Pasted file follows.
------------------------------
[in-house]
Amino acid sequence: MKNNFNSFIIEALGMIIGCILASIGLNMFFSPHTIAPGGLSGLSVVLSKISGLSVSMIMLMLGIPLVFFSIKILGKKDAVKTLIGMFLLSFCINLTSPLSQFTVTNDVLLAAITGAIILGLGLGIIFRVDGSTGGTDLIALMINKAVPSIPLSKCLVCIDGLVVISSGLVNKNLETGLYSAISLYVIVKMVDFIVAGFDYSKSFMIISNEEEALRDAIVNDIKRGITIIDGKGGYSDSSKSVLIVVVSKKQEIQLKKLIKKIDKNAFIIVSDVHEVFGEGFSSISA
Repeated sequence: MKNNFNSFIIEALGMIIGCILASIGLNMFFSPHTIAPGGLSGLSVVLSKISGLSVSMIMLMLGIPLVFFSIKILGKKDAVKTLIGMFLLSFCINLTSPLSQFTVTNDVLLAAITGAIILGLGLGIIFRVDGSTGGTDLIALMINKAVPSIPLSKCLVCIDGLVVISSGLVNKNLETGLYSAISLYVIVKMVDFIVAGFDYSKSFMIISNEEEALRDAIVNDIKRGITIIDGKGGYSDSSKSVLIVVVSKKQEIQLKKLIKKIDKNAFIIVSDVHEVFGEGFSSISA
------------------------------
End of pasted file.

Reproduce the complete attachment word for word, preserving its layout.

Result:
[in-house]
Amino acid sequence: MKNNFNSFIIEALGMIIGCILASIGLNMFFSPHTIAPGGLSGLSVVLSKISGLSVSMIMLMLGIPLVFFSIKILGKKDAVKTLIGMFLLSFCINLTSPLSQFTVTNDVLLAAITGAIILGLGLGIIFRVDGSTGGTDLIALMINKAVPSIPLSKCLVCIDGLVVISSGLVNKNLETGLYSAISLYVIVKMVDFIVAGFDYSKSFMIISNEEEALRDAIVNDIKRGITIIDGKGGYSDSSKSVLIVVVSKKQEIQLKKLIKKIDKNAFIIVSDVHEVFGEGFSSISA
Repeated sequence: MKNNFNSFIIEALGMIIGCILASIGLNMFFSPHTIAPGGLSGLSVVLSKISGLSVSMIMLMLGIPLVFFSIKILGKKDAVKTLIGMFLLSFCINLTSPLSQFTVTNDVLLAAITGAIILGLGLGIIFRVDGSTGGTDLIALMINKAVPSIPLSKCLVCIDGLVVISSGLVNKNLETGLYSAISLYVIVKMVDFIVAGFDYSKSFMIISNEEEALRDAIVNDIKRGITIIDGKGGYSDSSKSVLIVVVSKKQEIQLKKLIKKIDKNAFIIVSDVHEVFGEGFSSISA